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    This should be the correct answer but of course JKR has contradicted herself somewhat by saying that Voldemort used tramps and Muggles. This answer doesn't fit with that statement. – The Dark Lord Sep 24 '17 at 6:43
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    mumbles something about JKR, inconsistencies, and a big knife – Mithrandir Sep 24 '17 at 8:48
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    @Mithrandir you're the wielder of the flame of Anor. act like it. dont allow those tweets and chats to pass the gate of SFF – user68762 Sep 24 '17 at 9:28
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    @Morri I'm afraid that whole thing with the Balrog has done a number on ol' Mithrandir. Frankly, he just isn't the same. You can even tell from his colour, he's lost his healthy hue and is always rather pale nowadays - you might even say (way too) White. – Deepak Sep 25 '17 at 0:19
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He may have wanted his final Horcrux to be from a significant death.

Since this was to be his sixth and final Horcrux, making the total number of his pieces of soul seven, which he considered to be the most powerful number, he may have wanted to use the death of the boy who was said to be his downfall. In addition, he already had five Horcruxes by that time, so he had enough to ensure his immortality, so would have had the luxury of a bit more time to save his final one for a significant death.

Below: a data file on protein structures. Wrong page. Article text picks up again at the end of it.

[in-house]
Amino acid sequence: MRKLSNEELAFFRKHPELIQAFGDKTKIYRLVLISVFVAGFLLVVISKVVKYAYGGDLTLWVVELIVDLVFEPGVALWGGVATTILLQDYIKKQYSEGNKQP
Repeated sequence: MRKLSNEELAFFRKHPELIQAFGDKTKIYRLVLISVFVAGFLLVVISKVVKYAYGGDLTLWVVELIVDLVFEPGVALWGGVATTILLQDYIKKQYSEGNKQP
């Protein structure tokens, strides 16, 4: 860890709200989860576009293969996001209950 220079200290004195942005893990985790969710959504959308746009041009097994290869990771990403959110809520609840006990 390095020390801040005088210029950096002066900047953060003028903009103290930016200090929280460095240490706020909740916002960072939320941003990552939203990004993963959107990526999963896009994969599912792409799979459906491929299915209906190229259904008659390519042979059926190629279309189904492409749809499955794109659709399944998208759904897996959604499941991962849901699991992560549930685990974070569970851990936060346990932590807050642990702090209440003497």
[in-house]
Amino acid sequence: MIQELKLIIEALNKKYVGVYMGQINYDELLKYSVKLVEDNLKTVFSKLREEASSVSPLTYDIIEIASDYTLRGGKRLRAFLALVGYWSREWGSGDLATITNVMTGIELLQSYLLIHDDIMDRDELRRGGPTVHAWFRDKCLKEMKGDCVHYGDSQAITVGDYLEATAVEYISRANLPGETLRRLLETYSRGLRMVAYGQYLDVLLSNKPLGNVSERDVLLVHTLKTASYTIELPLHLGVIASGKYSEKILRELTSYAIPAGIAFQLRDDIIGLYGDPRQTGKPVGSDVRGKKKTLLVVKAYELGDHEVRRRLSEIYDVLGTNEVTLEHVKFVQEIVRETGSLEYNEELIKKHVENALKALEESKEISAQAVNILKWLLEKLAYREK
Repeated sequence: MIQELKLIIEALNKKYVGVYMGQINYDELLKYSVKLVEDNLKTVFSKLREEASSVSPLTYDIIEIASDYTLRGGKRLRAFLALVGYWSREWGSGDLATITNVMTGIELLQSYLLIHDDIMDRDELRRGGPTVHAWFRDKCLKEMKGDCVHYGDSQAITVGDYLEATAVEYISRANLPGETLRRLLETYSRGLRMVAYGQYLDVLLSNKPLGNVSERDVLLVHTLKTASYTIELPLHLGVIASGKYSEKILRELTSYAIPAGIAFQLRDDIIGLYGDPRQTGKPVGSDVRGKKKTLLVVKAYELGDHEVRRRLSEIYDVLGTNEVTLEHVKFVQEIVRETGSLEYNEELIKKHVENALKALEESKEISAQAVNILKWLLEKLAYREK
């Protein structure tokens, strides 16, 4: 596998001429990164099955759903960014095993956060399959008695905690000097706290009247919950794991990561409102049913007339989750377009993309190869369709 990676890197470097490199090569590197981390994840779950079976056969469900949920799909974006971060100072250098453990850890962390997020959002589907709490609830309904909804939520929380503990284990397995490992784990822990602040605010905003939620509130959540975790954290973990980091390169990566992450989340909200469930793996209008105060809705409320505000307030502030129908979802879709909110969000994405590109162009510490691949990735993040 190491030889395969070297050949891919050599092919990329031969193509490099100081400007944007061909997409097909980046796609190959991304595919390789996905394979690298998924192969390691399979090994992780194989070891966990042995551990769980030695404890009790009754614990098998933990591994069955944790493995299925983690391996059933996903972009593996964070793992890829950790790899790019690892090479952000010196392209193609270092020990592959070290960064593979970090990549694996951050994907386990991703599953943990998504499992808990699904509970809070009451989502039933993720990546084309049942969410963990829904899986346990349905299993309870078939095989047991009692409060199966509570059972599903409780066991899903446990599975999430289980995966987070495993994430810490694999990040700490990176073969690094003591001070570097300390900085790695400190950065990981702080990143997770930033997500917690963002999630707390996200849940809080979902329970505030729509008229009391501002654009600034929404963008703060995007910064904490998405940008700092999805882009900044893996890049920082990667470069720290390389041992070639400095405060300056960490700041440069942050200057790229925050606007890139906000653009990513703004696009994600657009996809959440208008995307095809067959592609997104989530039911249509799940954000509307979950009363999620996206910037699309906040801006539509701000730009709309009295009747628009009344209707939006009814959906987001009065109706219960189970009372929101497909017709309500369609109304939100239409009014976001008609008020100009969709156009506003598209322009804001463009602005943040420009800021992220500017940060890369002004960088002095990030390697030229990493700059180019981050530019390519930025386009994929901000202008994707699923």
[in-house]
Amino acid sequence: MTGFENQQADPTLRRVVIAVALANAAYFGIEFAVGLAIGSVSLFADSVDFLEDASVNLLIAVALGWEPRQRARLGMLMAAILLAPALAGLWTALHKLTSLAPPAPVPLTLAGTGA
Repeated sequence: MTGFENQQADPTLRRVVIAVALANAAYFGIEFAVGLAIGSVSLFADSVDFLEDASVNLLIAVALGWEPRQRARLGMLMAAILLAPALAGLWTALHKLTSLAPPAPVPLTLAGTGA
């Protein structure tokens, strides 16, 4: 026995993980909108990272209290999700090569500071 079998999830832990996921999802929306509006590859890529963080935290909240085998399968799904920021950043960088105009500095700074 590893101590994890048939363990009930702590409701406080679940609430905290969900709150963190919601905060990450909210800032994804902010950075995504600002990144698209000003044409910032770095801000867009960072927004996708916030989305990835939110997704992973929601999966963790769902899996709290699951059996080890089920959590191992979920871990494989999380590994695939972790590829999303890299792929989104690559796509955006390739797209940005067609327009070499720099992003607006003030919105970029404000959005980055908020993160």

He also might've needed to find a suitable object to be his last Horcrux.

The objects he chose to make into Horcruxes were arguably more important to the Dark Lord than who he killed to make the Horcruxes. This would make sense, as he was choosing objects to keep a piece of his soul in.

““But Lord Voldemort use tin cans or old potion bottles to guard his own precious soul? You are forgetting what I have shown you. Lord Voldemort liked to collect trophies, and he preferred objects with a powerful magical history. His pride, his belief in his own superiority, his determination to carve for himself a startling place in magical history; these things suggest to me that Voldemort would have chosen his Horcruxes with some care, favouring objects worthy of the honour.’

‘The diary wasn’t that special.’